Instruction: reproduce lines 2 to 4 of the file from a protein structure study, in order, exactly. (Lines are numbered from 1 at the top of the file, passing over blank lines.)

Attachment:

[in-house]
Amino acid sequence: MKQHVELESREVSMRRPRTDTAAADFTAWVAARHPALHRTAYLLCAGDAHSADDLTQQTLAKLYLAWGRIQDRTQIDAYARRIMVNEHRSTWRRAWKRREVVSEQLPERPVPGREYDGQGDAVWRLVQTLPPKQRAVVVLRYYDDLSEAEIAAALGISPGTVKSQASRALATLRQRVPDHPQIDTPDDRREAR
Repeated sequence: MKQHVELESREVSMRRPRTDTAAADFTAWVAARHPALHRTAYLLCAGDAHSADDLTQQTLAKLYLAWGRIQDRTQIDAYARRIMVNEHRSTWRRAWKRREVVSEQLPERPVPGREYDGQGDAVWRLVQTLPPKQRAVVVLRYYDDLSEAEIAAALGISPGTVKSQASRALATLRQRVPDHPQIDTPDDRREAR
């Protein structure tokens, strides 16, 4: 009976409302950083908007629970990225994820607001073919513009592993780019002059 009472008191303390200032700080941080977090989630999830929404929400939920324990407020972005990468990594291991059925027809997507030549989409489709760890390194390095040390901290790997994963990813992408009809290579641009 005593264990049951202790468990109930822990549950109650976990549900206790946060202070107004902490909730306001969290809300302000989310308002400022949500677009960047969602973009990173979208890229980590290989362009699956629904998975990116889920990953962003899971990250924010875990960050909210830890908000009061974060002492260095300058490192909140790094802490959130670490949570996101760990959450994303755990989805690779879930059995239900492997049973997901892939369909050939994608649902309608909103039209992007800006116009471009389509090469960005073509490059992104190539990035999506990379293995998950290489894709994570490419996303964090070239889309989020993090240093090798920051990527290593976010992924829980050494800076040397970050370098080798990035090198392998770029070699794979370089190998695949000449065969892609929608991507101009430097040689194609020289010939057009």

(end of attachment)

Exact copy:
Amino acid sequence: MKQHVELESREVSMRRPRTDTAAADFTAWVAARHPALHRTAYLLCAGDAHSADDLTQQTLAKLYLAWGRIQDRTQIDAYARRIMVNEHRSTWRRAWKRREVVSEQLPERPVPGREYDGQGDAVWRLVQTLPPKQRAVVVLRYYDDLSEAEIAAALGISPGTVKSQASRALATLRQRVPDHPQIDTPDDRREAR
Repeated sequence: MKQHVELESREVSMRRPRTDTAAADFTAWVAARHPALHRTAYLLCAGDAHSADDLTQQTLAKLYLAWGRIQDRTQIDAYARRIMVNEHRSTWRRAWKRREVVSEQLPERPVPGREYDGQGDAVWRLVQTLPPKQRAVVVLRYYDDLSEAEIAAALGISPGTVKSQASRALATLRQRVPDHPQIDTPDDRREAR
């Protein structure tokens, strides 16, 4: 009976409302950083908007629970990225994820607001073919513009592993780019002059 009472008191303390200032700080941080977090989630999830929404929400939920324990407020972005990468990594291991059925027809997507030549989409489709760890390194390095040390901290790997994963990813992408009809290579641009 005593264990049951202790468990109930822990549950109650976990549900206790946060202070107004902490909730306001969290809300302000989310308002400022949500677009960047969602973009990173979208890229980590290989362009699956629904998975990116889920990953962003899971990250924010875990960050909210830890908000009061974060002492260095300058490192909140790094802490959130670490949570996101760990959450994303755990989805690779879930059995239900492997049973997901892939369909050939994608649902309608909103039209992007800006116009471009389509090469960005073509490059992104190539990035999506990379293995998950290489894709994570490419996303964090070239889309989020993090240093090798920051990527290593976010992924829980050494800076040397970050370098080798990035090198392998770029070699794979370089190998695949000449065969892609929608991507101009430097040689194609020289010939057009």